by Life Positive
Torn with self-doubt and affluence and tired of austere theologies that look heavenwards for succor, the West has increasingly begun to look at eastern religious traditions. What was offbeat in the ’60s is now almost a norm, influencing international idols such as soccer stars and Hollywood heroes.
Richard Gere, known for his performance in Pretty Woman, Runaway Bride, and An Officer and a Gentleman, is today considered His Holiness the Dalai Lama’s most high-profile disciple. Excerpts from an interview by Rajiv Mehrotra for the Indian national television channel Doordarshan, in which Gere talks about how contact with His Holiness has changed his life.
You come to India quite often. What brings you here?
Well, His Holiness the Dalai Lama, obviously. I have been his student since 1982-83. Sometimes I come to Dharamsala(headquarters of the Tibetan government-in-exile in northern India) twice or thrice a year.
What has been your relationship with His Holiness and in what ways has he impacted your life?
I think it is impossible not to be affected on every possible level of your existence. Your mind and heart are totally transformed.
In what way has His Holiness transformed you?
Most of my teachers are from the Gelupa school of Tibetan Buddhism. There is a lot of work on the mind and intellectual play and exploration of reality itself, using language and pure logic, along with various techniques of meditation. It’s a gradual process as the mind is familiarized with another way of seeing things and, hopefully, the correct way. So it is a process that takes several lifetimes, but if within a lifetime one can see gradual change…
You see a gradual opening of the heart and loosening of the bonds of egocentricity and a movement towards altruism. Not that you can make that kind of a giant leap. But as you start to move in that direction, your energy starts to move out. You feel a totally different environment inside and outside. The world changes as your mind changes. Now the other aspect of mind—the wisdom aspect—has its own voyage to take. You start to realize that perhaps the absolute reality, the concrete reality that our senses tell us is out there in the air, maybe isn’t so concrete after all. It is in a state of constant fluidity. So again these things you take step by step, little by little. The taste of it starts to intoxicate your being, your mind, your action, your thoughts, your feelings.
Do you feel a conflict between the dharma and being a star?
No, no. It’s a peculiar thing. Because people aren’t actors. They think something different. It is the same way, I suppose, as I don’t really know what it’s like to be a jet pilot. So I project what that would be like. Essentially, it is a job—one that has both a creative and a very technical aspect to it. Sometimes it’s drudgery. Sometimes it’s great fun. I must do what I do. In this lifetime. Other lifetimes there are other jobs. You have your job, these guys all around you have their jobs, that are just as interesting to them as mine is to me. So I don’t see any conflict there.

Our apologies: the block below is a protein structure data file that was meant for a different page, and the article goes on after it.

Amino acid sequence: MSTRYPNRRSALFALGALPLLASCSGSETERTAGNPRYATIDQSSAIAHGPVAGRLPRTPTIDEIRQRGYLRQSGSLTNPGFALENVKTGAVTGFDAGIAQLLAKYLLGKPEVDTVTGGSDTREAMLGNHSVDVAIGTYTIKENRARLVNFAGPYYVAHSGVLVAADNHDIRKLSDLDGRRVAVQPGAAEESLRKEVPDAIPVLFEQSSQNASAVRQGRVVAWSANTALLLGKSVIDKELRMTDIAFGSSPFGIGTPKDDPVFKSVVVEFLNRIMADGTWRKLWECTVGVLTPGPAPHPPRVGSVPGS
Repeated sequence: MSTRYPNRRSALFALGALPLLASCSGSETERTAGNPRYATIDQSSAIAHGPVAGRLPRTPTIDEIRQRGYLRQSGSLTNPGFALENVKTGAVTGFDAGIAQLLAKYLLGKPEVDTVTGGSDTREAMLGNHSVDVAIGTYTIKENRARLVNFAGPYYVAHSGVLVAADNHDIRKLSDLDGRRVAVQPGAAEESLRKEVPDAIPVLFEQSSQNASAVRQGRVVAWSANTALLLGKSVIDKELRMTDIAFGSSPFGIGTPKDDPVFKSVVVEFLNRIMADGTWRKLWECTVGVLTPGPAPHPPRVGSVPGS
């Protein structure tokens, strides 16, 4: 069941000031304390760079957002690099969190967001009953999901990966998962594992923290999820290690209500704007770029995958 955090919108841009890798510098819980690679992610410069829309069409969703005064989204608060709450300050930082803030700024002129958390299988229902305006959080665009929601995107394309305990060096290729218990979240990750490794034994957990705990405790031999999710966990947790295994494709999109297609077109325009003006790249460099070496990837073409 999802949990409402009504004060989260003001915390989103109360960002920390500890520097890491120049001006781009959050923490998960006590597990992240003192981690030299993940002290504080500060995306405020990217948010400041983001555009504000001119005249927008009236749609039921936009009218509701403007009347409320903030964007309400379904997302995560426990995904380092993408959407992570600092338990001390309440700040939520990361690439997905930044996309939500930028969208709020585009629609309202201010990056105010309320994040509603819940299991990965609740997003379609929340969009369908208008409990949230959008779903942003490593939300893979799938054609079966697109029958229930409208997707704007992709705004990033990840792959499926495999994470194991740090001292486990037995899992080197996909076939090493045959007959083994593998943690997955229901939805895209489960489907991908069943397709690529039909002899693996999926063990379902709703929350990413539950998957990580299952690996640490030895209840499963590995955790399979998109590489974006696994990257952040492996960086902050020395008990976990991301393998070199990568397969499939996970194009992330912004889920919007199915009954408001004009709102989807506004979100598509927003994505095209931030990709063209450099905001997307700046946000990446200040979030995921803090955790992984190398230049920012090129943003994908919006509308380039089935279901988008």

People really are people dealing with the same problems, coming to terms with them, trying to understand how it all happened. We have to try to find a way to neutralize those causes and then trust a path that is going to take us out of this.
You mentioned the Dalai Lama is a remarkable human being. You’ve spent a lot of time with him as a student. What is the role, the contribution, you believe the Dalai Lama is making?
He’s the most simple man and the most complex man I’ve ever met. He’s an artist and he’s a farmer. He—like any great mind and heart—is able to engage each of us on a level where we exist. He has been giving me teachings on Shantideva, who was a great ninth century Indian monk at the Nalanda University, one of the greatest universities of ancient times, that saw a great flowering of Indian culture.
His Holiness said with total directness something that cut right through me. He said: ‘I never thought I was better than any creature.’ And when he says that you believe it. I can say that, but it’s not really true—I am better than him or I am less good than him or whatever. His Holiness says all this without a mask, he’s never had a mask. He is the Dalai Lama. He’s got a job. That’s his job. You’re an interviewer tonight, I’m an interviewee tonight. The Dalai Lama is Dalai Lama. But outside of that one title he is a totally fluid human being who engages the heart and mind. He is able to do it with such grace and humility—I think that is the mark of a real teacher, a real friend. We do political work with him, we do socially responsible and charitable work with him. We see him as a spiritual teacher, we see him as a deity. So it is hard for us, who are not as developed as he is, to flip roles as quickly and as effortlessly as he can. It’s a bit confusing sometimes. I feel I’m just starting to be able to do that with him.
You mentioned this aspect of being an actor as being a job. What satisfaction does doing a job as an actor bring to you?
Well, the first thing is the fact that I am able to live many lives at once. There are a lot of growth possibilities depending on what level I give myself to it.
Richard Gere, the successful actor. If this was to run out, what else might you be? What else might you do?
I could practice a lot more for one thing. Music has been a very strong part of my life, a lot of my acting has to do with music, playing instruments. There is also a musical sense to the way I work.
If I were a wish-fulfilling genie, and I gave you three wishes, what would they be?
Happiness to all beings. Number One. Happiness to all beings. Number Two. And Number Three—happiness in the causes of happiness to all beings. No question about that.
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